### ii.1 Pitchfork bifurcation

A qualitative view of the bifurcation of Eq. (1) is given in Fig. (1). Equation (1) has been integrated numerically, and histograms of computed once trajectories approach a statistical steady state. The histograms shown correspond to independent trajectories for each value of . For , the histogram is approximately a delta function at . As discussed further below, we observe long transients in until it eventually decays to . At a critical value , the bifurcation point, a broad distribution emerges, although the most likely value remains . At larger values of , the histogram becomes bimodal. The histogram shown in the figure corresponds to the direct bifurcation branch, but a qualitatively similar graph is obtained for the Hopf bifurcation.

Our results for the stationary distribution function are shown in Fig. (2). For , we expect . We observe instead a very long lasting transient with approximately characterized by a power law distribution, with an effective exponent (leading to a non normalizable distribution). The amplitude of the point (not shown in the figure) grows with time, signaling the build up of the delta function at the origin. Because of overall normalization, growth at implies a decaying amplitude for finite , as shown in the figure. For , we do obtain a time independent power law distribution with exponent . This distribution is normalizable, and represents the stationary distribution above threshold. We finally show in the range of for which the distribution is bimodal. The function around the most likely value is approximately constant over time, but we still observe some transients in the region around . Figure (3) shows our results for the exponent of a power law fit to at small , as a function of the value of the control parameter . We observe a smooth variation of the exponent with that allows a convenient determination of , the value of for which . This is the method that we have used to determine the bifurcation threshold in all the results presented below.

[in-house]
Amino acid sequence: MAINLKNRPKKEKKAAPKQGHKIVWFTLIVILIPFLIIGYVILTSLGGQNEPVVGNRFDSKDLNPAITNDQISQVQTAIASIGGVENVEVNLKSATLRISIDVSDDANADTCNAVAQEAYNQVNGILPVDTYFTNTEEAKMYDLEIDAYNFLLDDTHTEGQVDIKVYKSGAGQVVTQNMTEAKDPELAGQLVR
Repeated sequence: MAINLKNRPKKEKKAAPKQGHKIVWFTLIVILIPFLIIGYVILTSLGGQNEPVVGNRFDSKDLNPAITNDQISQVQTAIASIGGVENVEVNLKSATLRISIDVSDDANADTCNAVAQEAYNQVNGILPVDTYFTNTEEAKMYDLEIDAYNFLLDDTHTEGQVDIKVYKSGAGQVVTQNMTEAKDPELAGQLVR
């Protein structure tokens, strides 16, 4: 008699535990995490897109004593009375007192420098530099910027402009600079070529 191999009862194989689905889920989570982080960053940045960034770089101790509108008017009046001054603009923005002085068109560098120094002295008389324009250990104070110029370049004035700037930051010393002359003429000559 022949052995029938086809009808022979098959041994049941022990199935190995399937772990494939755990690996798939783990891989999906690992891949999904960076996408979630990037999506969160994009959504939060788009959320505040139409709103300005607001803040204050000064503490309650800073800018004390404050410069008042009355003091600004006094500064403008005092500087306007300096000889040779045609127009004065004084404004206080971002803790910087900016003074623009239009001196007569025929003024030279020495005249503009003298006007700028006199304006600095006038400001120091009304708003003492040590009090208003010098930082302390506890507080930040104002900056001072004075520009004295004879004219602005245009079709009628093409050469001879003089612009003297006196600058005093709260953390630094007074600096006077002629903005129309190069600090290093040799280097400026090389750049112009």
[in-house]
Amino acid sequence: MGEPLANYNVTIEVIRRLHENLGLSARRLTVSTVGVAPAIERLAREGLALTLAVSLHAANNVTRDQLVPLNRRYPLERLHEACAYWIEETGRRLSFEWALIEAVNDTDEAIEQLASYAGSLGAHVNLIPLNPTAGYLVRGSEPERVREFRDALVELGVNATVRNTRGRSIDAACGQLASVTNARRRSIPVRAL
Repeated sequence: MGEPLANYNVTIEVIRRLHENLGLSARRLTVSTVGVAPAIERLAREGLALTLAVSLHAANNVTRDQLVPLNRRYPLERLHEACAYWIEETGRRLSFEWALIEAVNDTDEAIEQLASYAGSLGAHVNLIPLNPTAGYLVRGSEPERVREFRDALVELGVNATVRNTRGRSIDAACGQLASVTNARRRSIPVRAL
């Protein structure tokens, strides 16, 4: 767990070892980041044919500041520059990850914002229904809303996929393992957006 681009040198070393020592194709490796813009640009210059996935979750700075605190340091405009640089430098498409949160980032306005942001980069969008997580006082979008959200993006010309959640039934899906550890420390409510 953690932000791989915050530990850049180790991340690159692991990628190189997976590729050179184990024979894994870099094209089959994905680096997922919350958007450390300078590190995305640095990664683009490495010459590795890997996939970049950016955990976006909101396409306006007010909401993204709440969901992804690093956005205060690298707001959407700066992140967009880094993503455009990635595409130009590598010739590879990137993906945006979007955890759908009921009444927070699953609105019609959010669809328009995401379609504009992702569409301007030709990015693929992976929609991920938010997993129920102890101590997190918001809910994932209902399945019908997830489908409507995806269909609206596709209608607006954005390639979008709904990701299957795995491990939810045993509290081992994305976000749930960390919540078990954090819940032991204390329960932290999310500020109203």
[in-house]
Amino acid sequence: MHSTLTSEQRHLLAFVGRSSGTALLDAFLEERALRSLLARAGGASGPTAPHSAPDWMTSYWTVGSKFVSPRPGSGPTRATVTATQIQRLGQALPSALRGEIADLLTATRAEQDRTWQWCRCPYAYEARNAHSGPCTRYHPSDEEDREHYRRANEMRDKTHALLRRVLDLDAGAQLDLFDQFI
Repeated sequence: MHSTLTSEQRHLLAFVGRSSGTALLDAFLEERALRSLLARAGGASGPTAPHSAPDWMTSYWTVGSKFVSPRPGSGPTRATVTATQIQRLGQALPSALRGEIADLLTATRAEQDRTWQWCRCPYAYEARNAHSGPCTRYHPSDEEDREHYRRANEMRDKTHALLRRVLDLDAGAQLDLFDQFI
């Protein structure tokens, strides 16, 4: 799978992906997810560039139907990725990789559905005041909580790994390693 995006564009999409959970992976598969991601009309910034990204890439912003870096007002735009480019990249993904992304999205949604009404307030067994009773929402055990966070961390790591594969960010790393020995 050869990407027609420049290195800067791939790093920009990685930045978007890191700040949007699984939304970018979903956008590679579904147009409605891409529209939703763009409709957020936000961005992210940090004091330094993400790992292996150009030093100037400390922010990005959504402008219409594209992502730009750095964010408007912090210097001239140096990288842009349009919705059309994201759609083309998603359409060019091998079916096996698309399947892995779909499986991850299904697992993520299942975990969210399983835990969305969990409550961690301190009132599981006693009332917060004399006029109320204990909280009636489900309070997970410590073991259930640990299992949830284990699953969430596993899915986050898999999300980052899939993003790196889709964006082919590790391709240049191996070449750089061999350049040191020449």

We summarize our results for the bifurcation diagram of Eq. (1) in Fig. (4). The analytic results for the threshold without noise () are shown for reference, as well as earlier results for the threshold of of the linearized equation re:mackey95 (). Our numerical results do agree with the known threshold for the special point of no delay given in re:graham82b (). The figure presents our results for the stochastic bifurcation threshold defined directly from the stationary probability distribution function as discussed above. We conclude that the stochastic threshold is shifted relative to the deterministic threshold except in the special point of no delay (). We have also examined in Fig. (5) the dependence of the threshold shift as a function of the noise intensity . In analogy with the case of no delay, we find a linear dependence of with .

### ii.2 Hopf bifurcation

The calculation of just shown for the case of a pitchfork bifurcation has been repeated in the vicinity of the deterministic Hopf branch shown in Fig. (4). In the deterministic case, the bifurcation leads to oscillation. When fluctuations are added, oscillation amplitudes fluctuate as well. We also observe in this range of parameters a sharp bifurcation threshold which is shifted relative to the deterministic Hopf bifurcation. The bifurcation threshold is verified with the probability distribution function of the maximum amplitude of the Fourier transform of the trajectories. For each trajectory, we calculate the Fourier transform of the stationary solution over a finite window in time, identify its maximum amplitude, and construct an histogram over those maxima along the trajectory and over the ensemble.